Texas A & M University-College Station Top Questions

What's the one thing you wish someone had told you about freshman year?


The fact that it is not a very large city so unless you are part of the bar scene, there isn't much else to do


I wish that I had known that I would need to change my study habits when I came to this school. I assumed that the ways I had studied in high school would be just as successful in college and that was not the case. I would tell my past self to work on adapting quickly to the different way that college classes are taught and make sure to find a healthy balance amongst all the activities that I am involved in. I wish I had known that many changes would take place and they are necessary but also challenging.


The classroom sizes are massive. Little to no hands on work. Also wish I would have known that I had a learning diability that could have been treated prior to the completion of my undergraduate career.


Nothing, really. It's common sense.


I wish I had known that it is one of the most expensive public colleges in Texas. Also I wish i had known that it is an immense campus and student body with over 50,000 students currently enrolled.


Traditions are very big at this school - not participating can leave you an outsider


The most important thing you could possibly do at Texas A&M as a freshmen is to simply get involved. It's very hard to get out and meet people in a new enviornment, but it's so incredibly rewarding. Joining a freshmen organization or any university sponsered club is a fantastic way to meet people with similar interests, and make some of the best friends in your life. I wish someone had told me to participate in the first weeks open house activities so I could've gotten a head start.


I wish I would have known just how rigorous the university was and how some professors really do not care to help.


Since I'm from a small town, I wish I had known more about what is really out there: the good things and the bad. It's hard to know what to avoid and what to accept based just on knowledge. Experience is something that really helps you gain knowledge, but it's hard to find in a sheltered environment.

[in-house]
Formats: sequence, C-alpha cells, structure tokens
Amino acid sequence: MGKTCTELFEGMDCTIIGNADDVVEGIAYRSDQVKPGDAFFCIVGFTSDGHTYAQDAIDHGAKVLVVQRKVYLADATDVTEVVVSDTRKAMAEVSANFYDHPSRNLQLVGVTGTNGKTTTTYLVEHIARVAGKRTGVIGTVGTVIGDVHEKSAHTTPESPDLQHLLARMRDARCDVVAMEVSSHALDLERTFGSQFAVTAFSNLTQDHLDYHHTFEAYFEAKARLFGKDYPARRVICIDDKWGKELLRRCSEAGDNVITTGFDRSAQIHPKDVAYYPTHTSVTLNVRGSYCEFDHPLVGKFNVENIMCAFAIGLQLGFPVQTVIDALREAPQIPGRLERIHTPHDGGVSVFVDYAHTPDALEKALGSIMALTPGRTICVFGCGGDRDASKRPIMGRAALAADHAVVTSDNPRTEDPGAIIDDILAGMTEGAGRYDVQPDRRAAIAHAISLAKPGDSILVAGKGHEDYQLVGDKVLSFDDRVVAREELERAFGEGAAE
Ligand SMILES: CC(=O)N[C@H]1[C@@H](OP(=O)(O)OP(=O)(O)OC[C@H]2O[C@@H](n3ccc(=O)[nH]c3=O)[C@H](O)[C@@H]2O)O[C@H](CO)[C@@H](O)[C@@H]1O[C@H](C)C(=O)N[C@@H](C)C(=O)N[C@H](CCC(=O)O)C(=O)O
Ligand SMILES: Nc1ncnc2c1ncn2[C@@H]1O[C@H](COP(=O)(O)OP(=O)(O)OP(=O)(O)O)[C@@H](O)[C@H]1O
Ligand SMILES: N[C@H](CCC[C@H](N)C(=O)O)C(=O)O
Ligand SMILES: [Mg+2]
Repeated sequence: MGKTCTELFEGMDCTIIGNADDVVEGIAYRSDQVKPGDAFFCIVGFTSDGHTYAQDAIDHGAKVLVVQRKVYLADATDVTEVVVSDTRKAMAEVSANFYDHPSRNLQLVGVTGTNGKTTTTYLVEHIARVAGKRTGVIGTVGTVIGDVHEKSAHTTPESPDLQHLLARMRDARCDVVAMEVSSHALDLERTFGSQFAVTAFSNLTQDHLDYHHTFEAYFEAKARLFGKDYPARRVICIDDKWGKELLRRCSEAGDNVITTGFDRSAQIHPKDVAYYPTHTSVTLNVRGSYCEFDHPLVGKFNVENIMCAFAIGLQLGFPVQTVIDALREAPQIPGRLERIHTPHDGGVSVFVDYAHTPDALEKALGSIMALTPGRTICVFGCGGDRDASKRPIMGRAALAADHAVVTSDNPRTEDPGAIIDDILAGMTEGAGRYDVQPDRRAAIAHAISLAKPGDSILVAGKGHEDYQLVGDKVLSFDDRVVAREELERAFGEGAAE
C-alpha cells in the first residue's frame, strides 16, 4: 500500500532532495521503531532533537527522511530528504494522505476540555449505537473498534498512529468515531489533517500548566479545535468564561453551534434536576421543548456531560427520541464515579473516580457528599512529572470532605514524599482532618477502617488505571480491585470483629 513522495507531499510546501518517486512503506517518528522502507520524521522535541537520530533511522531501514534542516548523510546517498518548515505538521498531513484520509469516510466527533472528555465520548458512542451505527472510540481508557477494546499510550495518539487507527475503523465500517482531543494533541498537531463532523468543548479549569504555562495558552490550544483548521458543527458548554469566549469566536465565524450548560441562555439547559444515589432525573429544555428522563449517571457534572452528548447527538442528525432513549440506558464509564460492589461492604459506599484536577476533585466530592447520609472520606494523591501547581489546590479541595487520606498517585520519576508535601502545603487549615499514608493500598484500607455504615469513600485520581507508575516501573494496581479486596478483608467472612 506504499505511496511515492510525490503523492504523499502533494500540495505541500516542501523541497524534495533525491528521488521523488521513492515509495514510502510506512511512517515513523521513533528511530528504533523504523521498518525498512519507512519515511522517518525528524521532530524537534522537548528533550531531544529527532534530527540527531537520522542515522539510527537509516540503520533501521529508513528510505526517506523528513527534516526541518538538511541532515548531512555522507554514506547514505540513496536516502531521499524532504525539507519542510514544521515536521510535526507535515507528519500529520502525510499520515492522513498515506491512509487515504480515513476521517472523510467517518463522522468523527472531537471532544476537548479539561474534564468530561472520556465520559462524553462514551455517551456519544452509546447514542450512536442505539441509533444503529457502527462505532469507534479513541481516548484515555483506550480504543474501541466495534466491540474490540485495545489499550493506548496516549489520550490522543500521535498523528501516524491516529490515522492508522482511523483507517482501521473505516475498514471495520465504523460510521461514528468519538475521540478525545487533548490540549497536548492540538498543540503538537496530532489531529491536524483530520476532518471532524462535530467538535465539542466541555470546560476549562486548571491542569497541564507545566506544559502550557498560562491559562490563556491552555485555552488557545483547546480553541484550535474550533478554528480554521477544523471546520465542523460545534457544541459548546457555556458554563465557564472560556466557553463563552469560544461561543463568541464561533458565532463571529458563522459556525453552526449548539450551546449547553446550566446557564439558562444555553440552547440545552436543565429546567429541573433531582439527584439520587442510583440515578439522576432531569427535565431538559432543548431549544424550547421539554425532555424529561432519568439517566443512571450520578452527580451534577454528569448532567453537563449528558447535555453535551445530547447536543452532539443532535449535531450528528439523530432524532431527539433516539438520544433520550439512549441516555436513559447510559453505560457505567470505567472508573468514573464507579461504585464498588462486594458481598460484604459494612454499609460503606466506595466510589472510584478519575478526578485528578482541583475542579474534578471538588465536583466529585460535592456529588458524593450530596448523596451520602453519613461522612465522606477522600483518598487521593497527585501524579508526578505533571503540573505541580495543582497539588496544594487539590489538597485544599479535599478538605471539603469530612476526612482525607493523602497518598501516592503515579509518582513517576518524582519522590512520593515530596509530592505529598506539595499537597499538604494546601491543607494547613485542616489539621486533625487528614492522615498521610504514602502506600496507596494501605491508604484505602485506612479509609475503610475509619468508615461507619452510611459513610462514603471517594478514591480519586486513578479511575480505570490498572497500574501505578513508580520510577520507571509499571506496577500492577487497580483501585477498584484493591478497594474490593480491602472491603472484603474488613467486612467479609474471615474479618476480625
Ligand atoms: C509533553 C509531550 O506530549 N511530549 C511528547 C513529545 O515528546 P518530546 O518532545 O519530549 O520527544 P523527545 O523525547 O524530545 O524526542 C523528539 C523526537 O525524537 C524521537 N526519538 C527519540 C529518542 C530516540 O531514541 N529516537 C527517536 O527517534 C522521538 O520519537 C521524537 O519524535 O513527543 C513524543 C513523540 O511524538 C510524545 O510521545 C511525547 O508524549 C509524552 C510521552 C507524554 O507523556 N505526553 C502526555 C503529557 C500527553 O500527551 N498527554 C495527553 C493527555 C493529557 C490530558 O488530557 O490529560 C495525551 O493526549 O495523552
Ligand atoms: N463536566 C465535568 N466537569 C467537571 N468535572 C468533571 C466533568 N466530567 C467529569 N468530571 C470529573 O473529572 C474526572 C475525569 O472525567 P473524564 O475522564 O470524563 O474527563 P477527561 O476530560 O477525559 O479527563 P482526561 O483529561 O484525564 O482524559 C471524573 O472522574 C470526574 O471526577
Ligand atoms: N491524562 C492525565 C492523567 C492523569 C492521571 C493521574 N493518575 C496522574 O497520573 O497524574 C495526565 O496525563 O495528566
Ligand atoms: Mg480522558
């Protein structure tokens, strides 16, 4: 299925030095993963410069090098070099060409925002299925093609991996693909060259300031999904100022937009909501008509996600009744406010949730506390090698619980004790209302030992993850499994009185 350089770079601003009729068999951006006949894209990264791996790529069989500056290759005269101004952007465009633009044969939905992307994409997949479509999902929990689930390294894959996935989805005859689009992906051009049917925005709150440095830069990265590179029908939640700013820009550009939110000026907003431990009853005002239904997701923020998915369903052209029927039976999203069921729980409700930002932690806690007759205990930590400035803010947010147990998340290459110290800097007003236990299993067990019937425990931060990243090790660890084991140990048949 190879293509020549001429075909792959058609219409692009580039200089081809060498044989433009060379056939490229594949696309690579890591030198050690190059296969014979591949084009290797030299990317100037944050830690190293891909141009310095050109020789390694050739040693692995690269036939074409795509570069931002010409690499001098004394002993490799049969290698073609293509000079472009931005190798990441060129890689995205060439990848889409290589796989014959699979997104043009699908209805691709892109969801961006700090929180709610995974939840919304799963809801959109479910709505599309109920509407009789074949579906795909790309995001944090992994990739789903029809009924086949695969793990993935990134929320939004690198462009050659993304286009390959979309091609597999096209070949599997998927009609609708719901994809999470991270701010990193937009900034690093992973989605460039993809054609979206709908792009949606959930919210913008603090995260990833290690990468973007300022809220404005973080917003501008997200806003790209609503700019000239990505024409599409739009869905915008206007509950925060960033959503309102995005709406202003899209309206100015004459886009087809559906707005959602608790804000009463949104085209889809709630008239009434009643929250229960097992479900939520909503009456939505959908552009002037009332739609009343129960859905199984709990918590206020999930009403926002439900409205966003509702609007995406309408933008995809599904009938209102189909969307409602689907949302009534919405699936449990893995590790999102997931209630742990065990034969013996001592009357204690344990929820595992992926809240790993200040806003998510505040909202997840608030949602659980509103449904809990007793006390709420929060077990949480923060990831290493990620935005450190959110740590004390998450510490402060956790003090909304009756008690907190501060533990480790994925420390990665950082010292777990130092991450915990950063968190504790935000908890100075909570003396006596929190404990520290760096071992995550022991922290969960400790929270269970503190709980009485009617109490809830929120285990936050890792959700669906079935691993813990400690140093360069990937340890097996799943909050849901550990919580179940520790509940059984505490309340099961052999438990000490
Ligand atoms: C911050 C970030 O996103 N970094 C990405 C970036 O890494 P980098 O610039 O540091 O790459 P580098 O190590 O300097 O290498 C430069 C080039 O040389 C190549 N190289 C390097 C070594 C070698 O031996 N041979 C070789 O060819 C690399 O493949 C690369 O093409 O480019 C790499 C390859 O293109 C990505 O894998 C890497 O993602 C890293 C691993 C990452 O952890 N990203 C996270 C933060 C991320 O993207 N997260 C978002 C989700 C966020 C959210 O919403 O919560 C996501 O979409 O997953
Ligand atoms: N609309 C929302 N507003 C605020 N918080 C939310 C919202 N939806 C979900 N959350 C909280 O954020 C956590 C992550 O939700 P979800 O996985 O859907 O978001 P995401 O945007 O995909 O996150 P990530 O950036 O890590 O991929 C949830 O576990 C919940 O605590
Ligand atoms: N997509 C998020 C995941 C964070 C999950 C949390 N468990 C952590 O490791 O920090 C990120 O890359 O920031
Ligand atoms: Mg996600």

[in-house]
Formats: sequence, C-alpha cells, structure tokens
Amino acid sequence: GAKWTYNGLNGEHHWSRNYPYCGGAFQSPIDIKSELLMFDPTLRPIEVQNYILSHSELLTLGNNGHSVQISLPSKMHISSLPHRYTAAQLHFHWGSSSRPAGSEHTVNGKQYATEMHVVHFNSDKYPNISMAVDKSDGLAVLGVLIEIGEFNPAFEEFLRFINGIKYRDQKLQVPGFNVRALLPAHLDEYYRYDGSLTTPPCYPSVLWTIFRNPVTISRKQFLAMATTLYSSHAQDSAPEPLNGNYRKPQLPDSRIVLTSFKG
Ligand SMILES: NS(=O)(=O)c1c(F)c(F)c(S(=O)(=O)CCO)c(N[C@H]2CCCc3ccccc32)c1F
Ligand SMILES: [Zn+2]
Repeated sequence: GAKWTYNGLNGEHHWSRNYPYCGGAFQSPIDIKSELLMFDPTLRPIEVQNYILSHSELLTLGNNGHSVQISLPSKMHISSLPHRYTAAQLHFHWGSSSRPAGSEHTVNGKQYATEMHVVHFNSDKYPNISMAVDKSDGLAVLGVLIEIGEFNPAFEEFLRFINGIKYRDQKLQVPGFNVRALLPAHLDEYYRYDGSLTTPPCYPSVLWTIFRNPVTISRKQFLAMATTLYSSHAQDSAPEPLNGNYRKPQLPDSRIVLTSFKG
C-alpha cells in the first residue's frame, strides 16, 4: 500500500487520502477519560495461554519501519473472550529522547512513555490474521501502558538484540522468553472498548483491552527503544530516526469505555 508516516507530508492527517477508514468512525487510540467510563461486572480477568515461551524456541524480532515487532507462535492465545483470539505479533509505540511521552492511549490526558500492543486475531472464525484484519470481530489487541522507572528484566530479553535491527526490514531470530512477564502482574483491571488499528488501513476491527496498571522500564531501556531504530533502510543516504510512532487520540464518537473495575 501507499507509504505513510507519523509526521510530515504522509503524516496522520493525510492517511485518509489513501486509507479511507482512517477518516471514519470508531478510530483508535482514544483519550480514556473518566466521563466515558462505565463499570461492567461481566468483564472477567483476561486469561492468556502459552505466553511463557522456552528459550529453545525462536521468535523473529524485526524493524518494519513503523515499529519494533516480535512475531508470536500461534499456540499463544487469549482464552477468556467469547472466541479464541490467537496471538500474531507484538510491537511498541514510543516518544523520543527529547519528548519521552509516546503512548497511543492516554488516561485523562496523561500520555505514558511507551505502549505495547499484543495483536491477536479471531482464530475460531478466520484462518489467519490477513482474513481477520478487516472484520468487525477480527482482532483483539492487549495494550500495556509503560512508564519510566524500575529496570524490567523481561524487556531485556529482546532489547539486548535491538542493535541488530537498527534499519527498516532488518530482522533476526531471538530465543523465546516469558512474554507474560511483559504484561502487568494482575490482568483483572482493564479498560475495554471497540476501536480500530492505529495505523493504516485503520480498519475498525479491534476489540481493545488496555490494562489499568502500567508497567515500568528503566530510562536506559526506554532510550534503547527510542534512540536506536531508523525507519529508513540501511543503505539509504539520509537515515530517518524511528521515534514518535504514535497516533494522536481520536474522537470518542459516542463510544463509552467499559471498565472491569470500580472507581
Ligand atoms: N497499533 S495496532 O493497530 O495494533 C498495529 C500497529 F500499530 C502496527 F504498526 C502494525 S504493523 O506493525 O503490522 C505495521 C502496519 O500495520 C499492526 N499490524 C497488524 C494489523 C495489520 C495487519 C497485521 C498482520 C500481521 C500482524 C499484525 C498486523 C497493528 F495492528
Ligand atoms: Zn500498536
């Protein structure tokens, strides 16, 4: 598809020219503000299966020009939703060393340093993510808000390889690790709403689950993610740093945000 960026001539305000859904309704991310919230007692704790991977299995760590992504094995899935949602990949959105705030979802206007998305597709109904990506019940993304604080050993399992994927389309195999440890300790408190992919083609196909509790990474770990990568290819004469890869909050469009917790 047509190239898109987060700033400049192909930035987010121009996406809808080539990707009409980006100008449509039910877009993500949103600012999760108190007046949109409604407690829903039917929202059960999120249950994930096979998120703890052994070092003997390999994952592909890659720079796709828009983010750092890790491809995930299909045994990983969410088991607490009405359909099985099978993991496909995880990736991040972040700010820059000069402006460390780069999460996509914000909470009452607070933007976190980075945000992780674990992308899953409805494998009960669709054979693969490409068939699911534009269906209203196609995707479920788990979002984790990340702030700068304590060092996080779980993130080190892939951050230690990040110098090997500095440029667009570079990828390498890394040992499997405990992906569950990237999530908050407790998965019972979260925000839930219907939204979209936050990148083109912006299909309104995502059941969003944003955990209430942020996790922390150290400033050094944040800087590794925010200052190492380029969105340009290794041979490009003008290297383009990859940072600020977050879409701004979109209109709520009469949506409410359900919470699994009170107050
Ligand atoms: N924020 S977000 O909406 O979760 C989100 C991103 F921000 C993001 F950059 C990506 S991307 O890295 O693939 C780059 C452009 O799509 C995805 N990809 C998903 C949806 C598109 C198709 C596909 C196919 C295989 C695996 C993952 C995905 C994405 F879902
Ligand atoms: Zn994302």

I wish I had started out as a History major, rather than having to switch from International Studies.


I wish I had more financial aid information. Transfering from a junior college to a 4 year college was a hear financial jump.


I wish that I had known how to study before I came to Texas A&M. In high school, the classes were all relatively easy for me and I did not have to study for the tests to get an A. Even in my more challenging classes, studying consisted of briefly looking over my notes before the test. In coming to Texas A&M, I have had to learn how to study, because the classes are challenging.


I wish I would have known how different it was really going to be from highschool. I wish I would have known how much harder the classes were going to be and how much more effort I needed to put into them in order to do well. In highschool it was easy to put a little effort nto the class and do very well, but in college it takes a lot of effort to do well in classes. I did not do great in my first semester because I struggled with the transition.


I wish I had known how much tests were given, and how much of a fast pace they go at.


I would have liked to know the required items for each of my classes a lot earlier and be able to sign up for those classes earlier as well. The last minute signing up for these courses is incredibly frustrating.


I wish that I would have better prepared myself for school at times. I enjoyed my classes but at times I did become overwhelmed with my husband being deployed and raising our young daughter and taking a fulltime load of classes.


“Get involved! Get involved!” surrounds fish camp, freshman tradition. You hear you’re on your own in college. Yes, that’s true but get involved and put yourself out there people will help you, get to know your professors even if it’s overwhelming to have 300 students in your class, your professor will never know you unless you make an effort to introduce yourself. College is about being on your own but there are people to guide you if ever needed, even at a big institution so get out there and ask for help because there’s help everywhere.


I wish I had known better study skills. I spent a lot of time in the library over the course of the semester but not all of my grades reflect that. Time management is key to getting not only good grades but enough sleep and excersise to keep you healthy (and sane). All-nighters are never good. Coffee helps, but can only do so much. There really is no substitute for reading ahead, and getting homework done the night it is assigned instead of the evening its due.